Researchers suggest that women may be at much greater risk of developing chronic obstructive pulmonary disease than men -- perhaps as much as 50% more likely.
A study in European Respiratory Journal from researchers at Sweden’s Lund University is among the first to show that women may be at much greater risk of developing chronic obstructive pulmonary disease than men—perhaps as much as 50% more likely.
For a condition that affects as many patients as does COPD, with a high mortality rate, it is surprising that such a potentially strong correlation between female sex and disease susceptibility hasn’t been definitively made previously. While a few earlier studies did show a potential sex effect, the clinical evidence has been conflicting in some cases, and many of the studies before this one looked only at younger patients and more strongly at the clear correlation between smokers and non-smokers. “With regard to sex as a risk factor for developing COPD, the evidence is not clear-cut and seems to depend on the diagnostic criteria used,” the researchers note.
The current research incorporates a new modern measurement for defining airflow limitation in COPD: Lower Limit of Normal (LLN), which has recently been recommended by the American Thoracic Society and the European Respiratory Society, among others. The results of the study suggest that women’s airways may be more sensitive than men’s. Previous COPD measurement was done with spirometry.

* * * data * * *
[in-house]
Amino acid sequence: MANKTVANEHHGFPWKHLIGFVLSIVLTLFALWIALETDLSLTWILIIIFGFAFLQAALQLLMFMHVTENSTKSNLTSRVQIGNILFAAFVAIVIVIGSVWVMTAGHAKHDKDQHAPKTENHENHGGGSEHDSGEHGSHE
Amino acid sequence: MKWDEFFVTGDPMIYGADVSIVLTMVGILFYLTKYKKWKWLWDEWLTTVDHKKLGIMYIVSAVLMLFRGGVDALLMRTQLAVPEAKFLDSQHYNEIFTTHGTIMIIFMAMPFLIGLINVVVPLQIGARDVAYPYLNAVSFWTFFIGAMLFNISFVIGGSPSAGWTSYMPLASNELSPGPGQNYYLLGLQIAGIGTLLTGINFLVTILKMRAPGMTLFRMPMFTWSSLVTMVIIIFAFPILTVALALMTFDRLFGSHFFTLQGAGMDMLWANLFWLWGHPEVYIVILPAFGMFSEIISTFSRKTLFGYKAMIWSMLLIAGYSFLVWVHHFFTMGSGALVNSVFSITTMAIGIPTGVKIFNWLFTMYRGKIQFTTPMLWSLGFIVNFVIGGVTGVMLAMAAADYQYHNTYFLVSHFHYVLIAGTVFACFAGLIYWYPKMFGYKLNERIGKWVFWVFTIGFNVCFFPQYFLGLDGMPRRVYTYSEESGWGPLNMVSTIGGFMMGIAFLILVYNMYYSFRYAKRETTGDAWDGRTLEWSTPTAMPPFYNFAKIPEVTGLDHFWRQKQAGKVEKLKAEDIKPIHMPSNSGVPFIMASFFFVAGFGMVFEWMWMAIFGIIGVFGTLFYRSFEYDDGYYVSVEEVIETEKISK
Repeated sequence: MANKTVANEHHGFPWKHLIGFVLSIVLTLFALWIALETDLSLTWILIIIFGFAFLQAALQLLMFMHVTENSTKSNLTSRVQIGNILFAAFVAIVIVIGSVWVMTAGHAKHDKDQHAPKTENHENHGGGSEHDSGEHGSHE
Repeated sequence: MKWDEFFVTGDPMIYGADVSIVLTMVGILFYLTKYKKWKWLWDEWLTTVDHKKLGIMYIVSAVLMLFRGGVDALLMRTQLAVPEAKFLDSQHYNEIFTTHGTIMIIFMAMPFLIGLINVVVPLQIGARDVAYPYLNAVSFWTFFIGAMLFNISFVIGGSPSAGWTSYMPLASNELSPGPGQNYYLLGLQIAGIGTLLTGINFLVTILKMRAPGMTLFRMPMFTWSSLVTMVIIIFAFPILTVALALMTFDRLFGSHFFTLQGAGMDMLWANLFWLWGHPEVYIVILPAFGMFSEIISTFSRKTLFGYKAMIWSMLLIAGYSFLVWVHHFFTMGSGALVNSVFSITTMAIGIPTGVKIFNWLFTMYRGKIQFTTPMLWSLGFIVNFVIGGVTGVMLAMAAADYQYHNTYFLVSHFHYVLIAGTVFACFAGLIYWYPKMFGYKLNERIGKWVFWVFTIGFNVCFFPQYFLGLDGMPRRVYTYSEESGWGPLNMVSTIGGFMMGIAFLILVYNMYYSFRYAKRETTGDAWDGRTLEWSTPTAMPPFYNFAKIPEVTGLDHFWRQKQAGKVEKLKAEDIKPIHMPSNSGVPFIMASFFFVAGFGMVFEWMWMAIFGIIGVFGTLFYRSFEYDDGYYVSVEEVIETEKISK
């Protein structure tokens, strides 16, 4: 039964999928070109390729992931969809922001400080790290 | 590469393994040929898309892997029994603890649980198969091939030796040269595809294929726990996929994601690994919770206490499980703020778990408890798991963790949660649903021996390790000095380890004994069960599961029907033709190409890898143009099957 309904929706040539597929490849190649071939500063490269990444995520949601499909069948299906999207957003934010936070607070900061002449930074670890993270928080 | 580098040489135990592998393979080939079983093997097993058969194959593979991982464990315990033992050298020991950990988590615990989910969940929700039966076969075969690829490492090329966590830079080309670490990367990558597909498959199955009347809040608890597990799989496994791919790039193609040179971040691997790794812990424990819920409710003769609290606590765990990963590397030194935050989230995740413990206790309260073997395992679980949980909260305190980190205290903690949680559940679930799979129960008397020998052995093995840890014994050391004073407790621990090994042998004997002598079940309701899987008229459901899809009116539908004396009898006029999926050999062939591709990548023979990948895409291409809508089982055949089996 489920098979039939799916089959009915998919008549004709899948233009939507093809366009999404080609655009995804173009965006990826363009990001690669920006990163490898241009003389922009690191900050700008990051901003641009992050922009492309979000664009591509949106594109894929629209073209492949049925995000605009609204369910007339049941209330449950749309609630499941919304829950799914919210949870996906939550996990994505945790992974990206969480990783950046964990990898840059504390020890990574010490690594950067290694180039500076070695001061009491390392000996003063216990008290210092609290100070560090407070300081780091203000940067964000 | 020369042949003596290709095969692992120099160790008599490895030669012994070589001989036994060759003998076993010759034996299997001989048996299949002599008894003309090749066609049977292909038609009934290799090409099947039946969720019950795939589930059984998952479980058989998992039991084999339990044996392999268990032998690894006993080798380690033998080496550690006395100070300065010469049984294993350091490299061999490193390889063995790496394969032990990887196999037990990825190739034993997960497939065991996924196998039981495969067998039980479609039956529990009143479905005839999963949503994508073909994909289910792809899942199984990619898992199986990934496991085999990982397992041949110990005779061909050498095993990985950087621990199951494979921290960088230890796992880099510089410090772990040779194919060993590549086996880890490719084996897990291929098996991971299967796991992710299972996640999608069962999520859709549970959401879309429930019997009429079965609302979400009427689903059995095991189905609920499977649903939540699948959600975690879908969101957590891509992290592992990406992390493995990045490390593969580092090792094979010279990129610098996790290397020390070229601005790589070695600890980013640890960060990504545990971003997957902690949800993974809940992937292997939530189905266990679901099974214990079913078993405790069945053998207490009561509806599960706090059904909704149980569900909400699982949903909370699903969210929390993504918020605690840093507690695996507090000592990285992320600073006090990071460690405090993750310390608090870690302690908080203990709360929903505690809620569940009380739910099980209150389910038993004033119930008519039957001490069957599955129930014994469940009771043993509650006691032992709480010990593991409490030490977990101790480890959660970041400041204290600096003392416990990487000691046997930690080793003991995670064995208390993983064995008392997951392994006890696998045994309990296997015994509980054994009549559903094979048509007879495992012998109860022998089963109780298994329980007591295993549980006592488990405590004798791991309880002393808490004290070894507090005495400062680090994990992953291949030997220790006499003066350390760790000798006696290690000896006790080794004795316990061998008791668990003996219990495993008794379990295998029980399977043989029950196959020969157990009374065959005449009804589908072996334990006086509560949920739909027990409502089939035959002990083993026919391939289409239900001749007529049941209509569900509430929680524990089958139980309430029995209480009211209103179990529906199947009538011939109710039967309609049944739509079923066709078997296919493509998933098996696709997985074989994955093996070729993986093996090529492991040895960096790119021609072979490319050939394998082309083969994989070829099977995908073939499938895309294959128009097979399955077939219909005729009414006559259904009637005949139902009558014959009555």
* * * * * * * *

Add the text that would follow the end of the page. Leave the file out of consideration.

“Other potential mechanisms behind the sex effect may include effects of sex hormones, susceptibility due to dimensional differences, and morphological differences suggesting a difference in the natural history of COPD,” the authors suggest.
The finding will need to be confirmed by further research. Limitations of the study include that it included only post-menopausal females; thus, the results may not translate to younger females. “The observed sex effect could theoretically be affected by higher awareness of COPD in male patients, leading to better treatment and spirometry performance,” the authors noted. “With few incident subjects, the observed effect may possibly be an artefact of natural variability, measurement error and dichotomising a continuous outcome to either obstructive or non-obstructive.”